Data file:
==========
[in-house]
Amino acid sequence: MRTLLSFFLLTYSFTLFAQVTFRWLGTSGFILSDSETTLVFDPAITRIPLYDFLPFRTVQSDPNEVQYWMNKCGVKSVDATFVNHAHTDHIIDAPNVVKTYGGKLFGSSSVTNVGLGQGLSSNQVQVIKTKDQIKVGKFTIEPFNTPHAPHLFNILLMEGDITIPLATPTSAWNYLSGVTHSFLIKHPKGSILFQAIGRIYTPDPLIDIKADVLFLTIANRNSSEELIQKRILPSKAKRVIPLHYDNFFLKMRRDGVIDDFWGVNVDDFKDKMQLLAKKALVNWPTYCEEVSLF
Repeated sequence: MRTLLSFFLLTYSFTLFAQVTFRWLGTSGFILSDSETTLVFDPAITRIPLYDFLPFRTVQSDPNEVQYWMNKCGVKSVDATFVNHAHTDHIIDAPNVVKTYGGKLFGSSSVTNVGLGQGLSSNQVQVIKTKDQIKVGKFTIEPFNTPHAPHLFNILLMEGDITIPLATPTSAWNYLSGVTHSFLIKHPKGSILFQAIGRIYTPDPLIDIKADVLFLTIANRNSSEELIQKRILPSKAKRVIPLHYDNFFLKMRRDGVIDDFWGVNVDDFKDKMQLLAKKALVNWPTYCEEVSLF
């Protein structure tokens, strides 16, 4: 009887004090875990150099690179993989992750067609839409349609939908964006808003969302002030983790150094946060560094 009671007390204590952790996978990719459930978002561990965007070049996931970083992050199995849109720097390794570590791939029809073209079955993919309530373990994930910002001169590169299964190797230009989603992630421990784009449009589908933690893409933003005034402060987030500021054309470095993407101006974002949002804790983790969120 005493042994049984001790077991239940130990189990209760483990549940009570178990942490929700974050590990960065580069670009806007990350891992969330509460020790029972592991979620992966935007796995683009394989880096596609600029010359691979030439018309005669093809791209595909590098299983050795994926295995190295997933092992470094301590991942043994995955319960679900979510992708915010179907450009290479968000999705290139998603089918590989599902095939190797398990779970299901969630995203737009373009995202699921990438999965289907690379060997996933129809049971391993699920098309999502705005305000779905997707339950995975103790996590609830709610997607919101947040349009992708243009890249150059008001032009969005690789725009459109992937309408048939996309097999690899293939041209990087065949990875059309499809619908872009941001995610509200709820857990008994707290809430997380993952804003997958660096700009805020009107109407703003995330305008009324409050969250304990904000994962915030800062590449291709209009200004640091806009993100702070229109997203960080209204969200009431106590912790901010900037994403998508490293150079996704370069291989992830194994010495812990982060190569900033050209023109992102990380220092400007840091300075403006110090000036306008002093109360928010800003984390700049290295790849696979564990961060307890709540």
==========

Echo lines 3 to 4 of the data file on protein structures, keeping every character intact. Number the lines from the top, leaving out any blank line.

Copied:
Repeated sequence: MRTLLSFFLLTYSFTLFAQVTFRWLGTSGFILSDSETTLVFDPAITRIPLYDFLPFRTVQSDPNEVQYWMNKCGVKSVDATFVNHAHTDHIIDAPNVVKTYGGKLFGSSSVTNVGLGQGLSSNQVQVIKTKDQIKVGKFTIEPFNTPHAPHLFNILLMEGDITIPLATPTSAWNYLSGVTHSFLIKHPKGSILFQAIGRIYTPDPLIDIKADVLFLTIANRNSSEELIQKRILPSKAKRVIPLHYDNFFLKMRRDGVIDDFWGVNVDDFKDKMQLLAKKALVNWPTYCEEVSLF
């Protein structure tokens, strides 16, 4: 009887004090875990150099690179993989992750067609839409349609939908964006808003969302002030983790150094946060560094 009671007390204590952790996978990719459930978002561990965007070049996931970083992050199995849109720097390794570590791939029809073209079955993919309530373990994930910002001169590169299964190797230009989603992630421990784009449009589908933690893409933003005034402060987030500021054309470095993407101006974002949002804790983790969120 005493042994049984001790077991239940130990189990209760483990549940009570178990942490929700974050590990960065580069670009806007990350891992969330509460020790029972592991979620992966935007796995683009394989880096596609600029010359691979030439018309005669093809791209595909590098299983050795994926295995190295997933092992470094301590991942043994995955319960679900979510992708915010179907450009290479968000999705290139998603089918590989599902095939190797398990779970299901969630995203737009373009995202699921990438999965289907690379060997996933129809049971391993699920098309999502705005305000779905997707339950995975103790996590609830709610997607919101947040349009992708243009890249150059008001032009969005690789725009459109992937309408048939996309097999690899293939041209990087065949990875059309499809619908872009941001995610509200709820857990008994707290809430997380993952804003997958660096700009805020009107109407703003995330305008009324409050969250304990904000994962915030800062590449291709209009200004640091806009993100702070229109997203960080209204969200009431106590912790901010900037994403998508490293150079996704370069291989992830194994010495812990982060190569900033050209023109992102990380220092400007840091300075403006110090000036306008002093109360928010800003984390700049290295790849696979564990961060307890709540």